"Periodic fever" without fever: two cases of non-febrile TRAPS with mutations in the TNFRSF1A gene presenting with episodes of inflammation or monosymptomatic amyloidosis

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  • T. Kallinich - , Charité – Universitätsmedizin Berlin (Author)
  • D. Haffner - , Rostock University Medical Centre (Author)
  • B. Rudolph - , Charité – Universitätsmedizin Berlin (Author)
  • R. Schindler - , Charité – Universitätsmedizin Berlin (Author)
  • S. Canaan-Kühl - , Charité – Universitätsmedizin Berlin (Author)
  • R. Keitzer - , Charité – Universitätsmedizin Berlin (Author)
  • G.R. Burmester - , Charité – Universitätsmedizin Berlin (Author)
  • A. Roesen-Wolff - , Department of Paediatrics (Author)
  • J. Roesler - (Author)


Background: Tumour necrosis factor (TNF) receptor associated periodic syndrome (TRAPS) is caused by dominant mutations in the TNFRSF1A gene. In typical cases TRAPS begins early in childhood and is characterised by high and remittent fever over a period of 1–4 weeks or longer, accompanied by systemic and local inflammation.

Case reports: Patient 1 presented with recurrent episodes of weakness, migrating myalgias, arthralgias, exanthema, and chest pain lasting for 1–4 weeks, but without any fever over an initial period of 4 years at least. Diagnosis of TRAPS was confirmed by the heterozygous mutation Y20H in TNFRSF1A. Patient 2, a 23 year old woman never had any symptoms indicative of TRAPS. Genetic evaluation of all members of her family with a TRAPS index patient disclosed the T50M mutation in TNFRSF1A. A medical check up showed proteinuria, and renal biopsy disclosed AA amyloidosis.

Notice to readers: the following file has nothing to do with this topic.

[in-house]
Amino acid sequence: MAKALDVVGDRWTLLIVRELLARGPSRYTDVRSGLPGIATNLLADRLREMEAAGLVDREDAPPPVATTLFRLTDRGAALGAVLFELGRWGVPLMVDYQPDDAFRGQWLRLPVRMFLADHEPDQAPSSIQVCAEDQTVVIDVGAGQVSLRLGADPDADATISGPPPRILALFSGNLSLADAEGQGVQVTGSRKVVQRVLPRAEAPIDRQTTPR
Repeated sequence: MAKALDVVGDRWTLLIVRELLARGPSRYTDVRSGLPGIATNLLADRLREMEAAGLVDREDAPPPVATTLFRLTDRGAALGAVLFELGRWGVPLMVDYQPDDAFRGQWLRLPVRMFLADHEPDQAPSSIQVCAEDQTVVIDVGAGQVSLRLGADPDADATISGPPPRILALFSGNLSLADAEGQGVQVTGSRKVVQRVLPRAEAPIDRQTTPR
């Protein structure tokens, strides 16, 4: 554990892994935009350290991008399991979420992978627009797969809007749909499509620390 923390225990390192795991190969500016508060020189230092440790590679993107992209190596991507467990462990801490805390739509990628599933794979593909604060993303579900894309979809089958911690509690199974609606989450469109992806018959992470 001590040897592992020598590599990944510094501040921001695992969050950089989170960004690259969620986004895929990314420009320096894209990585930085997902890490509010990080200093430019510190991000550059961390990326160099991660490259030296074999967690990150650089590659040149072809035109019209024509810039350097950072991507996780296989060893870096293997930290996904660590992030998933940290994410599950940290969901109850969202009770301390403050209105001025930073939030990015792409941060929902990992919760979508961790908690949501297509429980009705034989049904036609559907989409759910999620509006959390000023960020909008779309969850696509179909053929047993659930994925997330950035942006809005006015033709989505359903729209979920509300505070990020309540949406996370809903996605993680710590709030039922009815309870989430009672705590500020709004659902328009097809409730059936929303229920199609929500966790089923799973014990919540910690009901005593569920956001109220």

: TRAPS associated mutations can induce considerable inflammation that is not necessarily accompanied by fever. Even monosymptomatic severe amyloidosis can occur in these patients. Genetic counselling and appropriate management to prevent or mitigate amyloidosis may be necessary.


Original languageEnglish
Pages (from-to)958-960
Number of pages3
JournalAnnals of the Rheumatic Diseases
Issue number7
Publication statusPublished - 24 Nov 2005

External IDs

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Scopus 33745686175